However, I should not have to stand in this House to remind the government that Canadians deserve the truth and they expect honest answers from those who are chosen to represent them in this place.

The amount of misinformation that has surrounded Canada's mission in Afghanistan is flabbergasting, to say the least. It begs the question as to whether the misinformation is an intended effort to mislead Canadians on this very important mission, or does the government simply not know what is going on in Afghanistan?

Last spring, we were told there was no evidence of torture with regard to Afghan detainees. Even while officials at the Department of Foreign Affairs, national and international media sources, and even the president of Afghanistan himself, all acknowledged the use of torture by Afghan security forces, the Conservative government simply dismissed these allegations as Taliban propaganda.

For more than a year, the Conservative government has insisted Afghan detainees were being treated fairly and in accordance with the Geneva convention. As we know now, this is simply not the case.

In another confusing incident last summer, the defence minister at the time said that NATO had been notified about the end of our mission. This was not the case at all. For several weeks, we heard contrary remarks from various representatives of the Conservative government as to the future direction of our mission in Afghanistan.

Those were confusing times for members of this House. Those were confusing times for Canadians. And certainly those were confusing times for members of the Canadian Forces.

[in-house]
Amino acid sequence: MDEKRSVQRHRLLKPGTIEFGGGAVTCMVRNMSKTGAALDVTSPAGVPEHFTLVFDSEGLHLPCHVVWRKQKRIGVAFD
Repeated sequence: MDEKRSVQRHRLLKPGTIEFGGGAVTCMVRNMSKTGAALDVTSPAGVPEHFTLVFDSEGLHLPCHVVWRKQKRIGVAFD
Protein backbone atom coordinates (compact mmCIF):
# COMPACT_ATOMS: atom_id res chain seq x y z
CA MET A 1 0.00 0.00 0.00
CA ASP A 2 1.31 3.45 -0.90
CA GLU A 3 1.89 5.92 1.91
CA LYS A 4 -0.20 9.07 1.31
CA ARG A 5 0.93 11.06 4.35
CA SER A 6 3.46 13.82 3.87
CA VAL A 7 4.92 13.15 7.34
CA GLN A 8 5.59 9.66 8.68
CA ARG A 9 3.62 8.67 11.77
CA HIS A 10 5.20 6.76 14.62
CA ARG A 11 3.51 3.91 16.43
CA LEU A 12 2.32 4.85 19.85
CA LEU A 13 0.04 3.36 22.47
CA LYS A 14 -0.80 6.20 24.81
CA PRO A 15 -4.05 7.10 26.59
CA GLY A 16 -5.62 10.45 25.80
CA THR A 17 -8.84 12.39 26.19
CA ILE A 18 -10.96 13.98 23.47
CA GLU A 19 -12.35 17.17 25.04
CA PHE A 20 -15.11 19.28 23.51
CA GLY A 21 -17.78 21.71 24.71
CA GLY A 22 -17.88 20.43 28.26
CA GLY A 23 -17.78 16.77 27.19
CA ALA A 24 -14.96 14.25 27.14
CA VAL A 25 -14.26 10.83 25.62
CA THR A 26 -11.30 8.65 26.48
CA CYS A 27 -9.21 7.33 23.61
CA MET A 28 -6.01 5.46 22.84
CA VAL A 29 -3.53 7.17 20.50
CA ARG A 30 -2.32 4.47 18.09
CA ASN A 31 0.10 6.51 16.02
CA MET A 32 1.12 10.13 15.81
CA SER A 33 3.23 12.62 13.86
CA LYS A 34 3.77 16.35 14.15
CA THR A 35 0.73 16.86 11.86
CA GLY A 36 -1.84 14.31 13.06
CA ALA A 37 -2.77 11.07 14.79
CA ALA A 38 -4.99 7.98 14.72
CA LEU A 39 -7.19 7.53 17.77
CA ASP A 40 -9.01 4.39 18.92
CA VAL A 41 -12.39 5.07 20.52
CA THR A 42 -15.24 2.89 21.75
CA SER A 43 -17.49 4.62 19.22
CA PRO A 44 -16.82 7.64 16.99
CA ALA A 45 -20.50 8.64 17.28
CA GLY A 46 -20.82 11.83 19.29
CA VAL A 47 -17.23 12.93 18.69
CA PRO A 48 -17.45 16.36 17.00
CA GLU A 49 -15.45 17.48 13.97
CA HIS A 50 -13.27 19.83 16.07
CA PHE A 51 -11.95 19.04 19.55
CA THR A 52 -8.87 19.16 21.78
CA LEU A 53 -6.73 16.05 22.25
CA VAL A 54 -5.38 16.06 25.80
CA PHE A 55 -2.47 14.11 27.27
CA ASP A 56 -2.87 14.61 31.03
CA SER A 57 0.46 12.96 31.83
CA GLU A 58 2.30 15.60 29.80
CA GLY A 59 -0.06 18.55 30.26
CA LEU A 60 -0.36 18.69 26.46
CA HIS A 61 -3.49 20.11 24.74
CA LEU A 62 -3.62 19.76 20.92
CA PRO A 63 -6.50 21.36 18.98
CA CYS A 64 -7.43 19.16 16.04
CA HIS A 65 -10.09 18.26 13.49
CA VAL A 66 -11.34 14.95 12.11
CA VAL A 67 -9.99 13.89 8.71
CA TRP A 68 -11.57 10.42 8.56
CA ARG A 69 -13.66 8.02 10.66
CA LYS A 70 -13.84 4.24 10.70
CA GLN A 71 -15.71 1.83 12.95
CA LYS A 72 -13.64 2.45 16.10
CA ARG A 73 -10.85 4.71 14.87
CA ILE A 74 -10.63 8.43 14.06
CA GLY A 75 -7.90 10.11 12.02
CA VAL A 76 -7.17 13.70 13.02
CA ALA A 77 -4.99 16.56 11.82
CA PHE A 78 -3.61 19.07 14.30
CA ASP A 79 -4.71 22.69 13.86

This Parliament, through the efforts of the official opposition, has been successful in bringing clarity to Canada's future in Afghanistan. However, with its extensive history of mishandling and with the extensive misinformation in this House, can we really count on this government being able to honour its commitments?

Liberals believe that clarity, honesty and transparency are absolutely essential in our mission in Afghanistan. We must work hard to restore Canadians' faith in the Afghan mission, which has been dramatically undermined by the constant contradictions that have flowed from this government.

Today in the question of the week, the Thursday question that the opposition House leader asks the government, the government was asked when it is going to strike the committee that it undertook to report to Parliament to make sure that Canadians and Parliament have transparent access to good information. What did we get? We got a non-answer and heckling by the chief government whip.

Canadians must have faith that core values, including respect for human rights and the belief in the dignity of all people, are at the heart of this mission and that Canadians have a transparent, clear view of what our role is as it evolves in Afghanistan.

Budget Implementation Act, 2008 April 3rd, 2008

Mr. Speaker, I want to tell my hon. friend that I think life would be pretty simple if we only had black and white film in our cameras, as clearly he is viewing many policies that come before this House.

I would dare say that we on the Liberal side feel that we are the party of immigrants. We are the party of the charter.

This issue could well be taken to committee, and I would encourage a vigorous debate so that Canadians can make their voices heard.